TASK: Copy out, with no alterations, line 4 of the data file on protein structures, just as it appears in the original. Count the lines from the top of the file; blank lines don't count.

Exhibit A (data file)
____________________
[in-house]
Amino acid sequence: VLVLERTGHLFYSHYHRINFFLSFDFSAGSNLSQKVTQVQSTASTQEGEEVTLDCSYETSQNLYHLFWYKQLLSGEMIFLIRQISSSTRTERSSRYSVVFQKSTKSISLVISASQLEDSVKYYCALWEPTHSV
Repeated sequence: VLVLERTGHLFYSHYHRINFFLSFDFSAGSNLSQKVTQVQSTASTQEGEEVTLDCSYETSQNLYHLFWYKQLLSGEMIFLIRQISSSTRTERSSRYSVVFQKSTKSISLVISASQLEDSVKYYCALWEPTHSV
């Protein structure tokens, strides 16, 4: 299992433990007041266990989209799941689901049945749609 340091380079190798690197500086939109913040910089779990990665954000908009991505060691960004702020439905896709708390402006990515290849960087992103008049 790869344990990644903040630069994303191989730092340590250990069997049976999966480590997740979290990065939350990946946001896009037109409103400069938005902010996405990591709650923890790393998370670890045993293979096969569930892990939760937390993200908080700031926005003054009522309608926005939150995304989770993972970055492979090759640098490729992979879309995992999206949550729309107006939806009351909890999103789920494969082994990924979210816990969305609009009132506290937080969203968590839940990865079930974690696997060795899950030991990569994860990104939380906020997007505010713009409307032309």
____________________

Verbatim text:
């Protein structure tokens, strides 16, 4: 299992433990007041266990989209799941689901049945749609 340091380079190798690197500086939109913040910089779990990665954000908009991505060691960004702020439905896709708390402006990515290849960087992103008049 790869344990990644903040630069994303191989730092340590250990069997049976999966480590997740979290990065939350990946946001896009037109409103400069938005902010996405990591709650923890790393998370670890045993293979096969569930892990939760937390993200908080700031926005003054009522309608926005939150995304989770993972970055492979090759640098490729992979879309995992999206949550729309107006939806009351909890999103789920494969082994990924979210816990969305609009009132506290937080969203968590839940990865079930974690696997060795899950030991990569994860990104939380906020997007505010713009409307032309």